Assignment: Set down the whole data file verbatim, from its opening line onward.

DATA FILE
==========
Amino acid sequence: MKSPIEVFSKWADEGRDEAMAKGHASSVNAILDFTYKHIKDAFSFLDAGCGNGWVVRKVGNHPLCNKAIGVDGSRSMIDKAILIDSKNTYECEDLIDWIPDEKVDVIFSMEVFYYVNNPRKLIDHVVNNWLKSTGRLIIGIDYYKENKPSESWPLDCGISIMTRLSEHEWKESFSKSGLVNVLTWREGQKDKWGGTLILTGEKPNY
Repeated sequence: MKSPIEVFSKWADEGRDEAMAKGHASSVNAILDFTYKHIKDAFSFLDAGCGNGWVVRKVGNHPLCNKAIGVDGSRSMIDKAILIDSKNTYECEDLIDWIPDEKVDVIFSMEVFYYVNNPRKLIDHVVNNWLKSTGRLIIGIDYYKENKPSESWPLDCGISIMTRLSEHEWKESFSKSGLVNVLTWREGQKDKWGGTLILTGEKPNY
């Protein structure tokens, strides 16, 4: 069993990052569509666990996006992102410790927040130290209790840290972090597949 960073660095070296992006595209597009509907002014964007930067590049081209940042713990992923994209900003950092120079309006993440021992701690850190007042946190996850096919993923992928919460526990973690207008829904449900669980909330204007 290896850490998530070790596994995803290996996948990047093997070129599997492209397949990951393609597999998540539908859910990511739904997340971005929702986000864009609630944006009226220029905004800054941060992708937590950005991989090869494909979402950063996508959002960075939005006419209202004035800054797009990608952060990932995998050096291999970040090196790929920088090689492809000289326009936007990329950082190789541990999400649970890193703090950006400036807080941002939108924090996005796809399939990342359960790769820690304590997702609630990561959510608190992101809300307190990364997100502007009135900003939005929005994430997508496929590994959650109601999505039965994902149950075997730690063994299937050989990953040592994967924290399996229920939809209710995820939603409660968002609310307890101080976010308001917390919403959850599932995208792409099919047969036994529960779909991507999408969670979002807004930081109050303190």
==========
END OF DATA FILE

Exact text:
Amino acid sequence: MKSPIEVFSKWADEGRDEAMAKGHASSVNAILDFTYKHIKDAFSFLDAGCGNGWVVRKVGNHPLCNKAIGVDGSRSMIDKAILIDSKNTYECEDLIDWIPDEKVDVIFSMEVFYYVNNPRKLIDHVVNNWLKSTGRLIIGIDYYKENKPSESWPLDCGISIMTRLSEHEWKESFSKSGLVNVLTWREGQKDKWGGTLILTGEKPNY
Repeated sequence: MKSPIEVFSKWADEGRDEAMAKGHASSVNAILDFTYKHIKDAFSFLDAGCGNGWVVRKVGNHPLCNKAIGVDGSRSMIDKAILIDSKNTYECEDLIDWIPDEKVDVIFSMEVFYYVNNPRKLIDHVVNNWLKSTGRLIIGIDYYKENKPSESWPLDCGISIMTRLSEHEWKESFSKSGLVNVLTWREGQKDKWGGTLILTGEKPNY
């Protein structure tokens, strides 16, 4: 069993990052569509666990996006992102410790927040130290209790840290972090597949 960073660095070296992006595209597009509907002014964007930067590049081209940042713990992923994209900003950092120079309006993440021992701690850190007042946190996850096919993923992928919460526990973690207008829904449900669980909330204007 290896850490998530070790596994995803290996996948990047093997070129599997492209397949990951393609597999998540539908859910990511739904997340971005929702986000864009609630944006009226220029905004800054941060992708937590950005991989090869494909979402950063996508959002960075939005006419209202004035800054797009990608952060990932995998050096291999970040090196790929920088090689492809000289326009936007990329950082190789541990999400649970890193703090950006400036807080941002939108924090996005796809399939990342359960790769820690304590997702609630990561959510608190992101809300307190990364997100502007009135900003939005929005994430997508496929590994959650109601999505039965994902149950075997730690063994299937050989990953040592994967924290399996229920939809209710995820939603409660968002609310307890101080976010308001917390919403959850599932995208792409099919047969036994529960779909991507999408969670979002807004930081109050303190």